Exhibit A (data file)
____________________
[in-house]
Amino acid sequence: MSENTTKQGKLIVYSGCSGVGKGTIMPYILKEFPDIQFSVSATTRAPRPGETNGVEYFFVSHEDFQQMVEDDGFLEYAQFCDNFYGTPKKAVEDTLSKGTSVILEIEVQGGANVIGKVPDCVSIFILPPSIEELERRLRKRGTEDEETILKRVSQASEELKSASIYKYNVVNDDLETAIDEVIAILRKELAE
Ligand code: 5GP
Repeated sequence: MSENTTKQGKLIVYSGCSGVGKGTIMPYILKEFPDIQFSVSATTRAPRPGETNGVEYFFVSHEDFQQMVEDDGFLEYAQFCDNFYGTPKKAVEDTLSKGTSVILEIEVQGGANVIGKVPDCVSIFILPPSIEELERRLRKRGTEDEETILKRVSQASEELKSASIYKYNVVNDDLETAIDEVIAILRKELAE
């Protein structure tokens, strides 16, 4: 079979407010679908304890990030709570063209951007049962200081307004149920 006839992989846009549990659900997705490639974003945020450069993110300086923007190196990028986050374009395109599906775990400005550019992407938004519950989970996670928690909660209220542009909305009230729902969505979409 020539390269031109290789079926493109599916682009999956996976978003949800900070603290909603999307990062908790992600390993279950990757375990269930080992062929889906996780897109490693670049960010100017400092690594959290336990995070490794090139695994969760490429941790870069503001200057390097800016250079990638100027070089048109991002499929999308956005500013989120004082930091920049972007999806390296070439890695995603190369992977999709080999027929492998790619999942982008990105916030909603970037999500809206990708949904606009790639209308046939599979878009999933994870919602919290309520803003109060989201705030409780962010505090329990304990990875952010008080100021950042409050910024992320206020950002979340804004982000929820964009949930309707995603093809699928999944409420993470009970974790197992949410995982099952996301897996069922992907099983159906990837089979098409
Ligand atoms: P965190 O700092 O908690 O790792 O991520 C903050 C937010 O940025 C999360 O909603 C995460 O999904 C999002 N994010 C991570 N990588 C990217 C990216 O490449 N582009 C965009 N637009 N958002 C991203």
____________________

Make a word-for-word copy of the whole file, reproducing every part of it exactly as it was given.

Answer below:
[in-house]
Amino acid sequence: MSENTTKQGKLIVYSGCSGVGKGTIMPYILKEFPDIQFSVSATTRAPRPGETNGVEYFFVSHEDFQQMVEDDGFLEYAQFCDNFYGTPKKAVEDTLSKGTSVILEIEVQGGANVIGKVPDCVSIFILPPSIEELERRLRKRGTEDEETILKRVSQASEELKSASIYKYNVVNDDLETAIDEVIAILRKELAE
Ligand code: 5GP
Repeated sequence: MSENTTKQGKLIVYSGCSGVGKGTIMPYILKEFPDIQFSVSATTRAPRPGETNGVEYFFVSHEDFQQMVEDDGFLEYAQFCDNFYGTPKKAVEDTLSKGTSVILEIEVQGGANVIGKVPDCVSIFILPPSIEELERRLRKRGTEDEETILKRVSQASEELKSASIYKYNVVNDDLETAIDEVIAILRKELAE
């Protein structure tokens, strides 16, 4: 079979407010679908304890990030709570063209951007049962200081307004149920 006839992989846009549990659900997705490639974003945020450069993110300086923007190196990028986050374009395109599906775990400005550019992407938004519950989970996670928690909660209220542009909305009230729902969505979409 020539390269031109290789079926493109599916682009999956996976978003949800900070603290909603999307990062908790992600390993279950990757375990269930080992062929889906996780897109490693670049960010100017400092690594959290336990995070490794090139695994969760490429941790870069503001200057390097800016250079990638100027070089048109991002499929999308956005500013989120004082930091920049972007999806390296070439890695995603190369992977999709080999027929492998790619999942982008990105916030909603970037999500809206990708949904606009790639209308046939599979878009999933994870919602919290309520803003109060989201705030409780962010505090329990304990990875952010008080100021950042409050910024992320206020950002979340804004982000929820964009949930309707995603093809699928999944409420993470009970974790197992949410995982099952996301897996069922992907099983159906990837089979098409
Ligand atoms: P965190 O700092 O908690 O790792 O991520 C903050 C937010 O940025 C999360 O909603 C995460 O999904 C999002 N994010 C991570 N990588 C990217 C990216 O490449 N582009 C965009 N637009 N958002 C991203």